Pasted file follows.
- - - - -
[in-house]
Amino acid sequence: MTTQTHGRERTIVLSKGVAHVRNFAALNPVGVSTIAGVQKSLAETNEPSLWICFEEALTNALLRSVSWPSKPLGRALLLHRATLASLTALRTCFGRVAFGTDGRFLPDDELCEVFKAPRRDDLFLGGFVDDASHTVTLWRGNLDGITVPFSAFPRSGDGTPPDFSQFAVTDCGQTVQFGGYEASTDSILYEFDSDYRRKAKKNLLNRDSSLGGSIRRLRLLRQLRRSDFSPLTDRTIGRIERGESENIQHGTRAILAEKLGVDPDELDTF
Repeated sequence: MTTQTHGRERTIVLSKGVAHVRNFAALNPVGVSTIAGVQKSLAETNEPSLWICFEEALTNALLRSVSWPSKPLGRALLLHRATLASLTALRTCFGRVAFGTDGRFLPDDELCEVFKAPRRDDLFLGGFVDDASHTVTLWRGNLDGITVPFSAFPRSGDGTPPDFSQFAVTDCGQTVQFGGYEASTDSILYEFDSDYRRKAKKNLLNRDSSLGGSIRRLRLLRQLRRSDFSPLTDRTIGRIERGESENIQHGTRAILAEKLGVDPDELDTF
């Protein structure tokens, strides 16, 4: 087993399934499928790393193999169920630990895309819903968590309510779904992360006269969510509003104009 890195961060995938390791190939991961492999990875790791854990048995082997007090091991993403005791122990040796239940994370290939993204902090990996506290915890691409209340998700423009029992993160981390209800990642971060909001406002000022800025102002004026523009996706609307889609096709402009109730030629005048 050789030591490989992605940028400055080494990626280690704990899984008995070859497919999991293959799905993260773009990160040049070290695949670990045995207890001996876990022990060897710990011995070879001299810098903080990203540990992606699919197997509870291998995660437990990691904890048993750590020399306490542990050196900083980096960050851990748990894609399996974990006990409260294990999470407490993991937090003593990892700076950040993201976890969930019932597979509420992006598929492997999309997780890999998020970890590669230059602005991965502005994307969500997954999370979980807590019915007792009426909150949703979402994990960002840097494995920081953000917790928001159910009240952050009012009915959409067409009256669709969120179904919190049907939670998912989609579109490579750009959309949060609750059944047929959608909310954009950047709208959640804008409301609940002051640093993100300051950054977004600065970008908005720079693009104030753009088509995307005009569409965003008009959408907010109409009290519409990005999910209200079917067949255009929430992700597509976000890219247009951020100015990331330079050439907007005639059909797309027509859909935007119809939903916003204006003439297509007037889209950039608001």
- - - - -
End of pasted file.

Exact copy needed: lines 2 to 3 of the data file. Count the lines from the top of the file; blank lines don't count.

Amino acid sequence: MTTQTHGRERTIVLSKGVAHVRNFAALNPVGVSTIAGVQKSLAETNEPSLWICFEEALTNALLRSVSWPSKPLGRALLLHRATLASLTALRTCFGRVAFGTDGRFLPDDELCEVFKAPRRDDLFLGGFVDDASHTVTLWRGNLDGITVPFSAFPRSGDGTPPDFSQFAVTDCGQTVQFGGYEASTDSILYEFDSDYRRKAKKNLLNRDSSLGGSIRRLRLLRQLRRSDFSPLTDRTIGRIERGESENIQHGTRAILAEKLGVDPDELDTF
Repeated sequence: MTTQTHGRERTIVLSKGVAHVRNFAALNPVGVSTIAGVQKSLAETNEPSLWICFEEALTNALLRSVSWPSKPLGRALLLHRATLASLTALRTCFGRVAFGTDGRFLPDDELCEVFKAPRRDDLFLGGFVDDASHTVTLWRGNLDGITVPFSAFPRSGDGTPPDFSQFAVTDCGQTVQFGGYEASTDSILYEFDSDYRRKAKKNLLNRDSSLGGSIRRLRLLRQLRRSDFSPLTDRTIGRIERGESENIQHGTRAILAEKLGVDPDELDTF